What Is 'Ozempic Face'?

a woman frowning in the reflection of a mirror

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Key Takeaways

  • Some patients who use diabetes drugs like Ozempic and Wegovy for weight loss have reportedly noticed facial aging and sagging.
  • A New York-based dermatologist referred to this type of skin sagging due to rapid weight loss as "Ozempic face."
  • Experts say this phenomenon is common among patients who lose too much weight too quickly.

While type 2 diabetes drugs like Ozempic (semaglutide) are still in high demand for rapid weight loss, more users are noticing an unwanted side effect: the “Ozempic face.”

This term, coined by New York-based dermatologist Paul Jarrod Frank, MD, refers to the facial aging and sagging that some Ozempic users have experienced.

What Is Ozempic Used For?

Ozempic is a prescription injection that is FDA-approved for managing blood sugar level in adults with type 2 diabetes. The FDA has not approved Ozempic for weight loss, but some providers could prescribe the drug for off-label use.

Steven Heymsfield, MD, a professor whose research focuses on obesity and weight loss treatment at Pennington Biomedical Research Center in Baton Rouge, La., said the term “Ozempic face” is misleading.

“It’s a side effect of all weight loss, it’s nothing unique to Ozempic that I’m aware of,” Heymsfield told Verywell.

Rapid weight loss can lead to sagging skin and stretch marks on other parts of the body too, not just the face. “When people lose weight, they lose it everywhere,” he said. “People are talking about Ozempic face because you can see it.”

One study showed that people who had a weekly injection of semaglutide, the active ingredient Ozempic, lost an average of almost 15% by week 68.

Ozempic face is a cosmetic side effect that some patients have treated with fillers, but it is also preventable by slowing down weight loss, Heymsfield added.

“What that tells us is that more than likely, people are not using this drug as prescribed on the label by the FDA,” he said.

Is Ozempic Face Preventable?

Gradual weight loss can help prevent sagging skin, but experts say that diet and exercise also play a role in tightening the skin.

Rocio Salas-Whalen, MD, a double board-certified physician specializing in obesity, diabetes, and thyroid disorders, said she recommends increasing protein intake during the weight-loss process to build collagen and elastin, which help with skin elasticity.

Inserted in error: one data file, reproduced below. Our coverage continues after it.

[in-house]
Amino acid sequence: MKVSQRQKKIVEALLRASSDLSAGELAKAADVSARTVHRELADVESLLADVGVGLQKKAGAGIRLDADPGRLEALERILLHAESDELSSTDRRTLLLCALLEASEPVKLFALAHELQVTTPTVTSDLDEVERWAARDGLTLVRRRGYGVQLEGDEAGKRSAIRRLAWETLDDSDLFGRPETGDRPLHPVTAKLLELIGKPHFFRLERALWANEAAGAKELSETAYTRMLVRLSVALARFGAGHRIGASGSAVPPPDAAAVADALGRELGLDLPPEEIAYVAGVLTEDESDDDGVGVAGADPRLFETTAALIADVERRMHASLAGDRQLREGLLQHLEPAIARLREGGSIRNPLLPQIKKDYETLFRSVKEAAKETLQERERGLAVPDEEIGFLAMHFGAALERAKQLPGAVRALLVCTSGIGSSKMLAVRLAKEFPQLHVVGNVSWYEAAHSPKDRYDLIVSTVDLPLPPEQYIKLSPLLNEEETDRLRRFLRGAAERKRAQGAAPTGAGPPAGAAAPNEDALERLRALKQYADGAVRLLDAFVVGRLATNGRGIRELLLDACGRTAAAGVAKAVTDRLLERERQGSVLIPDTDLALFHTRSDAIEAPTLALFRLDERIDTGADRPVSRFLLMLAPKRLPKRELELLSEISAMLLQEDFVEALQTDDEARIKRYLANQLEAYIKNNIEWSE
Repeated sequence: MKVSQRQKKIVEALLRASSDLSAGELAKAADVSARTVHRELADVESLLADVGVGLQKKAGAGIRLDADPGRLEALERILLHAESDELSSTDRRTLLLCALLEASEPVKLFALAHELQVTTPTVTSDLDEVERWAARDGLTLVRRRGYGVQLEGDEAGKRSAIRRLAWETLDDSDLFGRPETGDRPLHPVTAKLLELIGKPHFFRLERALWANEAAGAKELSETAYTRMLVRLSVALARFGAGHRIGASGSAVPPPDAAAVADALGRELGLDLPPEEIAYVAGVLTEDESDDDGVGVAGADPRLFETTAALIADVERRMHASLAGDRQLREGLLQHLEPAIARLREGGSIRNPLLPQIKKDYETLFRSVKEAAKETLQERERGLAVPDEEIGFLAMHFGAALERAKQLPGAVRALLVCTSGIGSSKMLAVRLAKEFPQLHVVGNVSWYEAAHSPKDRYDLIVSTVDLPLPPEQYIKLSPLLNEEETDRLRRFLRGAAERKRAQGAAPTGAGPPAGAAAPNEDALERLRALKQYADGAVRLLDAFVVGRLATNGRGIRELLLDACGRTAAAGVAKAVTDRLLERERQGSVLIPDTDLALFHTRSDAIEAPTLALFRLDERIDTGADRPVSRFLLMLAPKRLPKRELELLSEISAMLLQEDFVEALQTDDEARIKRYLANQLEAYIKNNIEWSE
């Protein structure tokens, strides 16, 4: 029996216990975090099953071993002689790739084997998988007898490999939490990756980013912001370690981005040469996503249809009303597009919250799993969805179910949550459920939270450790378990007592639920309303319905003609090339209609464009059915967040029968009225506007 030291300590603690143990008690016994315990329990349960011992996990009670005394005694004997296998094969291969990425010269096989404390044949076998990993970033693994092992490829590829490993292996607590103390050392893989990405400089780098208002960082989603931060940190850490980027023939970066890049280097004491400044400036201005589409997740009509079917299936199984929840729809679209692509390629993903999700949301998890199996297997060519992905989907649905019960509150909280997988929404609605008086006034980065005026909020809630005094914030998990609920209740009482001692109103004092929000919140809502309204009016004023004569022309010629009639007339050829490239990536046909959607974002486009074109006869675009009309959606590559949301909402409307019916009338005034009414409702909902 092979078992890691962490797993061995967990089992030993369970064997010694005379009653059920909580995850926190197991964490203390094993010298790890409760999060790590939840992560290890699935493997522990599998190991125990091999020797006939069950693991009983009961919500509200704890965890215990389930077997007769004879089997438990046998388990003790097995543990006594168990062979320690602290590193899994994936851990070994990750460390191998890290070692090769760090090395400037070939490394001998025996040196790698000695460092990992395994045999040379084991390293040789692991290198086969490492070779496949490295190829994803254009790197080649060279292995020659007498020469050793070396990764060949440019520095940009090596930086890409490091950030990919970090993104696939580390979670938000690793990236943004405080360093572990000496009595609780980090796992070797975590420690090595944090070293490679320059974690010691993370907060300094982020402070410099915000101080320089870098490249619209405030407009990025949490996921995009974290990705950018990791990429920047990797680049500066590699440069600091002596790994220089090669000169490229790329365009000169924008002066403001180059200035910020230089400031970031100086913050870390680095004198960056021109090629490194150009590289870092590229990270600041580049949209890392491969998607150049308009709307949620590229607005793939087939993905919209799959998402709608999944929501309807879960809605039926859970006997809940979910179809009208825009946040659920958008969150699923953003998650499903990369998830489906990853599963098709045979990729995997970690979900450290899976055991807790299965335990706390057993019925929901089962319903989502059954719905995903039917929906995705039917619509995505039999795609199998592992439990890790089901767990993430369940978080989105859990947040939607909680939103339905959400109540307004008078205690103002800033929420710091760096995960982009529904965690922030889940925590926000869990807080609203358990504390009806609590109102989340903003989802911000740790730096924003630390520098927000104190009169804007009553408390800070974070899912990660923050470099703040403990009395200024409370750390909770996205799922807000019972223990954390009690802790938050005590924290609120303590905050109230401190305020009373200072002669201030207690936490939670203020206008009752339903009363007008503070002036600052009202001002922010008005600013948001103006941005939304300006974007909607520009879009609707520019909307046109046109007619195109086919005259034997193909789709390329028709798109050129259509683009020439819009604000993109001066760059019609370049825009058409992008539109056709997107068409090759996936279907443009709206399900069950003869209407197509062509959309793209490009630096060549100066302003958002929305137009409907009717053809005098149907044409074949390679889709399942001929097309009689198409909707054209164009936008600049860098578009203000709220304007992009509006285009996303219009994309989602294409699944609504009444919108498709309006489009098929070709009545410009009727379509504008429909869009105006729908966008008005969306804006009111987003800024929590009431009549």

She added that patients using Ozempic or a similar drug should drink 1-2 liters of water each day to stay hydrated. “These medications can cause dehydration,” she said. “When the skin is dry from dehydration, it’s more prone to wrinkles and loss of elasticity.”

Building muscles through resistance training can also help tighten skin on certain parts of the body, but this likely won’t prevent Ozempic face.

What Are the Other Side Effects of Ozempic?

Sagging skin may be one cosmetic side effect of rapid weight loss, but experts say there are other side effects to consider when taking Ozempic or Wegovy, a similar diabetes drug that was approved by the FDA for chronic weight management in 2021.

Both Ozempic and Wegovy belong to a class of drugs called GLP-1 receptor agonists and were originally developed to manage type-2 diabetes by promoting insulin production after a meal.

“GLP-1 agonists affect gastric motility, and that means that people will have nausea and vomiting and they may have some reflux,” Heymsfield said.

Nausea can be managed by building up a tolerance to the drug and increasing doses gradually, but people looking for a “magic bullet” don’t always want to start at the lowest dose, he explained.

Wegovy comes in five doses ranging from 0.25 mg to 2.4 mg. According to Wegovy’s website, patients should increase doses every four weeks. Patients who follow this schedule would not reach the full 2.4 mg dose until week 17.

Heymsfield said patients often ask him to start at the highest dose, but he’d advise them to “go slow, eat a healthy diet, and change your ways. You’ll probably be a lot better off in the long run.”

While some people are spending thousands of dollars a month to get these drugs off-label for rapid weight loss, plenty of people are using Wegovy and Ozempic as intended to manage chronic conditions.

For people with type 2 diabetes, there is a risk of developing low blood sugar, or hypoglycemia, when taking these drugs along with insulin. There is also some evidence to suggest that these drugs may lead to rare side effects, such as pancreatitis, gallstones, and kidney failure.

“I think that the majority of people that are on these medications truly benefit health-wise from them,” Salas-Whalen said, “The expertise of their prescriber is key in the success and to minimize the side effects of the medication.”

What This Means For You

"Ozempic face" refers to the sagging of skin due to rapid weight loss. Experts say it's preventable by slowing down weight loss, staying hydrated, and increasing protein intake.

Correction - February 6, 2023: A previous version of this article misstated an old affiliation of Rocio Salas-Whalen, MD. This article has been updated to reflect her latest title.

1 Source
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  1. Wilding JPH, Batterham RL, Calanna S, et al. Once-weekly semaglutide in adults with overweight or obesity. N Engl J Med. 2021;384(11):989-1002. doi:10.1056/NEJMoa2032183